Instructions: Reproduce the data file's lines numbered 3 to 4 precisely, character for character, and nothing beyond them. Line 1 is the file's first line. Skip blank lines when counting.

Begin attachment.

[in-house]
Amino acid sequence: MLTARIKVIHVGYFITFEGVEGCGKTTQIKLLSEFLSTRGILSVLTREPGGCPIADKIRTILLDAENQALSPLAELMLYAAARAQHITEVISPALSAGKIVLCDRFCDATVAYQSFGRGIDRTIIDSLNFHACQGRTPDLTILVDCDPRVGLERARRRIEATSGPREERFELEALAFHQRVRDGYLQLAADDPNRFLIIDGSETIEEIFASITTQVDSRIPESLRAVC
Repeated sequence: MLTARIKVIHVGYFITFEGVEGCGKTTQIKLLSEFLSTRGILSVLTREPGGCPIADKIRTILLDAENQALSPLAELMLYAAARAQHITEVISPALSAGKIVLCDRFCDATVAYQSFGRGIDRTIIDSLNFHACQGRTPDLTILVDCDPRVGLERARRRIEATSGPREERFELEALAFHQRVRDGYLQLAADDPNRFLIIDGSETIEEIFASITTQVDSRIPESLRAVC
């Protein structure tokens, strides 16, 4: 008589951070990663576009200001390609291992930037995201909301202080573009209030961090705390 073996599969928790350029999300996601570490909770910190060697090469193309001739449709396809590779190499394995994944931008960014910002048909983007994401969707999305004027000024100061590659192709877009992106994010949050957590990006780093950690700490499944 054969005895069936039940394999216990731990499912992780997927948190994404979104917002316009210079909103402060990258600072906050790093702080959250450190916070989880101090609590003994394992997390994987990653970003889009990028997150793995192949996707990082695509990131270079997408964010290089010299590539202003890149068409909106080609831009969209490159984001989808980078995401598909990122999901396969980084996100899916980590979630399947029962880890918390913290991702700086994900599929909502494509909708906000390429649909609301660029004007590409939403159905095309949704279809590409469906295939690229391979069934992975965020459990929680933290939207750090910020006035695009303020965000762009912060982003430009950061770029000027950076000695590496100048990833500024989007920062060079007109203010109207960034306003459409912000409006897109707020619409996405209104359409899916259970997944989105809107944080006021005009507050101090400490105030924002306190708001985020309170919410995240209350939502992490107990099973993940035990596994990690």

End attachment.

Repeated sequence: MLTARIKVIHVGYFITFEGVEGCGKTTQIKLLSEFLSTRGILSVLTREPGGCPIADKIRTILLDAENQALSPLAELMLYAAARAQHITEVISPALSAGKIVLCDRFCDATVAYQSFGRGIDRTIIDSLNFHACQGRTPDLTILVDCDPRVGLERARRRIEATSGPREERFELEALAFHQRVRDGYLQLAADDPNRFLIIDGSETIEEIFASITTQVDSRIPESLRAVC
């Protein structure tokens, strides 16, 4: 008589951070990663576009200001390609291992930037995201909301202080573009209030961090705390 073996599969928790350029999300996601570490909770910190060697090469193309001739449709396809590779190499394995994944931008960014910002048909983007994401969707999305004027000024100061590659192709877009992106994010949050957590990006780093950690700490499944 054969005895069936039940394999216990731990499912992780997927948190994404979104917002316009210079909103402060990258600072906050790093702080959250450190916070989880101090609590003994394992997390994987990653970003889009990028997150793995192949996707990082695509990131270079997408964010290089010299590539202003890149068409909106080609831009969209490159984001989808980078995401598909990122999901396969980084996100899916980590979630399947029962880890918390913290991702700086994900599929909502494509909708906000390429649909609301660029004007590409939403159905095309949704279809590409469906295939690229391979069934992975965020459990929680933290939207750090910020006035695009303020965000762009912060982003430009950061770029000027950076000695590496100048990833500024989007920062060079007109203010109207960034306003459409912000409006897109707020619409996405209104359409899916259970997944989105809107944080006021005009507050101090400490105030924002306190708001985020309170919410995240209350939502992490107990099973993940035990596994990690």